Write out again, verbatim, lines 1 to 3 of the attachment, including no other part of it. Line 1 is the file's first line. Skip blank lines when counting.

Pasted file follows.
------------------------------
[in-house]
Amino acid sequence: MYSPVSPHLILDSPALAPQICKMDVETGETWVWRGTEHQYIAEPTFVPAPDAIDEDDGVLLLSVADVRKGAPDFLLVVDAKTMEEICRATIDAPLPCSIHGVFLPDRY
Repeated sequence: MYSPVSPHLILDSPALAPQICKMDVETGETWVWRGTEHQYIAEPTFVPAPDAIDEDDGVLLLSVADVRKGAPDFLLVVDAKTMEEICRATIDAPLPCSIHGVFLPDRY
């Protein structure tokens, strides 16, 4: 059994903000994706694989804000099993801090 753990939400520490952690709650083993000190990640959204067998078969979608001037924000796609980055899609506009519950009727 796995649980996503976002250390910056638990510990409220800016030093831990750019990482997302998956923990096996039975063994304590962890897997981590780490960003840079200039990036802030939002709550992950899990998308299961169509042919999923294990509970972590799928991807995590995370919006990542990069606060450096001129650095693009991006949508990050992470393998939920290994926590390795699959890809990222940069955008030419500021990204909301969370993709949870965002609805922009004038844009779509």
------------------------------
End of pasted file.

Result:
[in-house]
Amino acid sequence: MYSPVSPHLILDSPALAPQICKMDVETGETWVWRGTEHQYIAEPTFVPAPDAIDEDDGVLLLSVADVRKGAPDFLLVVDAKTMEEICRATIDAPLPCSIHGVFLPDRY
Repeated sequence: MYSPVSPHLILDSPALAPQICKMDVETGETWVWRGTEHQYIAEPTFVPAPDAIDEDDGVLLLSVADVRKGAPDFLLVVDAKTMEEICRATIDAPLPCSIHGVFLPDRY